BANGKOK (Reuters) - Thai anti-government protesters on Friday set a new deadline for bringing down the government, vowing that December 9 was an auspicious time for all of their supporters to join a final push for victory.
Leaders of the opposition movement met at a sprawling government administrative centre that they occupy to debate how to breathe fresh life into their movement, showing no signs of giving up even through protest numbers have dwindled.
The demonstrations are the latest eruption of a conflict pitting the Bangkok-based royalist establishment against mostly poorer Thais loyal to Prime Minister Yingluck Shinawatra and her brother, former premier Thaksin Shinawatra, who was toppled by the military in 2006 and lives in self-imposed exile.
Protest leader Suthep Thaugsuban, a former deputy prime minister in a government led by the pro-establishment Democrat Party, told a rally the people had to take back power from what he called the illegitimate “Thaksin regime”.
The protesters have missed successive deadlines for forcing Yingluck out but Suthep issued a new one, calling on people to come out for a final push on Monday.
“Victory is measured by the number of people who are willing to fight together which is why we have to set a deadline. On Monday, December 9 this business has to stop,” Suthep said.
People who wanted to protect the core institutions of the monarchy and religion should join the protest at the auspicious time of 9:39 a.m. on Monday, Suthep said. He urged people to come to Bangkok from the provinces to help.
Yingluck swept Thailand’s last election in 2011 with the support of Thaksin’s loyal followers, in particular the poor in the north and northeast of the country.
Thaksin, a former telecommunications tycoon, built up a solid electoral base with pro-poor policies and he won elections in 2001 and 2005.
But the establishment of generals, bureaucrats, royalists and many members of the urban middle class saw him as a corrupt, crony capitalist who manipulated the masses with populist handouts and posed a threat to the monarchy, which he denies. They say election wins by Thaksin or the parties he backs had no legitimacy because he buys votes.
Thaksin fled Thailand in 2008 to avoid a graft conviction but remained closely involved with his sister’s government. The protests were sparked by a government bid to introduce an amnesty that would have expunged his conviction.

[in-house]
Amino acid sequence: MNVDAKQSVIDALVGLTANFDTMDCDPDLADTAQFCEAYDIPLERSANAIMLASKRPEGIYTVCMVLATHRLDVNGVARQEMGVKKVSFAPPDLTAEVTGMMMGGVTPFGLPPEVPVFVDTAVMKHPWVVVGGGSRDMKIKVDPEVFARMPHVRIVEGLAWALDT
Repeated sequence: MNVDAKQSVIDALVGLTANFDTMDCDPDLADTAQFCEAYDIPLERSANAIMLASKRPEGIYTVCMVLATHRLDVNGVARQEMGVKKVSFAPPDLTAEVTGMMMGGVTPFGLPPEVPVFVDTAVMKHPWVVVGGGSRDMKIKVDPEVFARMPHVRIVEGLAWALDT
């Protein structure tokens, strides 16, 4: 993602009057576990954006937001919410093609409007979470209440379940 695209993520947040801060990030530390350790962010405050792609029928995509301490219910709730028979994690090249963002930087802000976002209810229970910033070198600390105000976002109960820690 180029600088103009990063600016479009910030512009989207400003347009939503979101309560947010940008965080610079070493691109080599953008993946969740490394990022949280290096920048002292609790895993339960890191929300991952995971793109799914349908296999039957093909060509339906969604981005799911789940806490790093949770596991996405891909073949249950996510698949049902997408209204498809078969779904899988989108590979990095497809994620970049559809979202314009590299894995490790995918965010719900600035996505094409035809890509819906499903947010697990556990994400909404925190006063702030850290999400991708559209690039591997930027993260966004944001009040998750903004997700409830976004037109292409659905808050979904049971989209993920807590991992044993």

“NOT UP TO MILITARY”
There seems little doubt Yingluck would win an election if she were to call one so Suthep has been urging the setting up of a “people’s council” of appointed “good people” to replace the government.
The army, which ousted Thaksin in a 2006 coup, has said it does not want to get involved though it has been trying to mediate. Suthep told the crowd they could not rely on the military pushing Yingluck’s government out.
“We must do it ourselves,” he said.
This week, the protesters launched waves of attacks on the prime minister’s offices and other state buildings. Police managed to hold them off with volleys of teargas, rubber bullets and water cannons.
The two sides agreed a truce as a show of respect for King Bhumibol Adulyadej’s birthday on Thursday.
Five people have been killed since last weekend, all apparently in clashes between pro- and anti-government supporters. Scores have been wounded, most through inhaling teargas.
Police said three people were injured early on Friday, one by a gunshot and the others, in a separate incident, by a small bomb near a site the protesters have been occupying.
With the crisis not over, Yingluck has cancelled trips to Russia, Myanmar and Japan scheduled for this month.
The Thai baht remained weak on Friday at 32.34 per dollar, around a three-month low, and the stock market lost 1 percent.
Writing by Alan Raybould; Editing by Robert Birsel